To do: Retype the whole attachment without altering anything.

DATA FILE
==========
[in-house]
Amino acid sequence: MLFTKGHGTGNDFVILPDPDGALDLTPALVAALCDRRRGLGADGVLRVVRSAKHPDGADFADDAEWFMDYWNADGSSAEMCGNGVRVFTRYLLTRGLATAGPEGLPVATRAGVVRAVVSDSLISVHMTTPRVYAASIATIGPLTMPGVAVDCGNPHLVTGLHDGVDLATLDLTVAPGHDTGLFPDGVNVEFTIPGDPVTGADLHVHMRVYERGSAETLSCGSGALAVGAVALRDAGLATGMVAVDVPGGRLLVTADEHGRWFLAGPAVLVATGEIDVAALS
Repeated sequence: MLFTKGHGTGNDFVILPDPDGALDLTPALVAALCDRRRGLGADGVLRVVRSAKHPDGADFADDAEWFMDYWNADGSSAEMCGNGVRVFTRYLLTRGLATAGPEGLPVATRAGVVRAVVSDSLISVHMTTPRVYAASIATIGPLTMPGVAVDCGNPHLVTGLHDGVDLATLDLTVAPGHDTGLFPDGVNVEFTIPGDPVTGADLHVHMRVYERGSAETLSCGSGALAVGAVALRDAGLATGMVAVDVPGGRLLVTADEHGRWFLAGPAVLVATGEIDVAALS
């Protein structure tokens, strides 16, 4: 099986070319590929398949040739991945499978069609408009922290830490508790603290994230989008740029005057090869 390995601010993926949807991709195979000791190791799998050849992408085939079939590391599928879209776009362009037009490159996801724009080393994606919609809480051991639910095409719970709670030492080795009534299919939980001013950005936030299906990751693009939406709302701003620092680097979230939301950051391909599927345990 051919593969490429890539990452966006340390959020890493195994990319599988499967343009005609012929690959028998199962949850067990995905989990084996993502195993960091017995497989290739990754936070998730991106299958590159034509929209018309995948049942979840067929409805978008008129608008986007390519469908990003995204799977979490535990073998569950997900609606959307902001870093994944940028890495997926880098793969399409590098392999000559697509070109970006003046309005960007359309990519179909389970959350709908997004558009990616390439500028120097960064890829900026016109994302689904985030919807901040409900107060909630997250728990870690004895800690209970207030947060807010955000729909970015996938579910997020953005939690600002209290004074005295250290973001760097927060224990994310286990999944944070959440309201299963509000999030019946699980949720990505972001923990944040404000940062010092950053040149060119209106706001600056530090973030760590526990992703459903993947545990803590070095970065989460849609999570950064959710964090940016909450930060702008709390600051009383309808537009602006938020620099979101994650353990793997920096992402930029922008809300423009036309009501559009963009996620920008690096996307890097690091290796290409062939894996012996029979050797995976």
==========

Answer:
[in-house]
Amino acid sequence: MLFTKGHGTGNDFVILPDPDGALDLTPALVAALCDRRRGLGADGVLRVVRSAKHPDGADFADDAEWFMDYWNADGSSAEMCGNGVRVFTRYLLTRGLATAGPEGLPVATRAGVVRAVVSDSLISVHMTTPRVYAASIATIGPLTMPGVAVDCGNPHLVTGLHDGVDLATLDLTVAPGHDTGLFPDGVNVEFTIPGDPVTGADLHVHMRVYERGSAETLSCGSGALAVGAVALRDAGLATGMVAVDVPGGRLLVTADEHGRWFLAGPAVLVATGEIDVAALS
Repeated sequence: MLFTKGHGTGNDFVILPDPDGALDLTPALVAALCDRRRGLGADGVLRVVRSAKHPDGADFADDAEWFMDYWNADGSSAEMCGNGVRVFTRYLLTRGLATAGPEGLPVATRAGVVRAVVSDSLISVHMTTPRVYAASIATIGPLTMPGVAVDCGNPHLVTGLHDGVDLATLDLTVAPGHDTGLFPDGVNVEFTIPGDPVTGADLHVHMRVYERGSAETLSCGSGALAVGAVALRDAGLATGMVAVDVPGGRLLVTADEHGRWFLAGPAVLVATGEIDVAALS
């Protein structure tokens, strides 16, 4: 099986070319590929398949040739991945499978069609408009922290830490508790603290994230989008740029005057090869 390995601010993926949807991709195979000791190791799998050849992408085939079939590391599928879209776009362009037009490159996801724009080393994606919609809480051991639910095409719970709670030492080795009534299919939980001013950005936030299906990751693009939406709302701003620092680097979230939301950051391909599927345990 051919593969490429890539990452966006340390959020890493195994990319599988499967343009005609012929690959028998199962949850067990995905989990084996993502195993960091017995497989290739990754936070998730991106299958590159034509929209018309995948049942979840067929409805978008008129608008986007390519469908990003995204799977979490535990073998569950997900609606959307902001870093994944940028890495997926880098793969399409590098392999000559697509070109970006003046309005960007359309990519179909389970959350709908997004558009990616390439500028120097960064890829900026016109994302689904985030919807901040409900107060909630997250728990870690004895800690209970207030947060807010955000729909970015996938579910997020953005939690600002209290004074005295250290973001760097927060224990994310286990999944944070959440309201299963509000999030019946699980949720990505972001923990944040404000940062010092950053040149060119209106706001600056530090973030760590526990992703459903993947545990803590070095970065989460849609999570950064959710964090940016909450930060702008709390600051009383309808537009602006938020620099979101994650353990793997920096992402930029922008809300423009036309009501559009963009996620920008690096996307890097690091290796290409062939894996012996029979050797995976």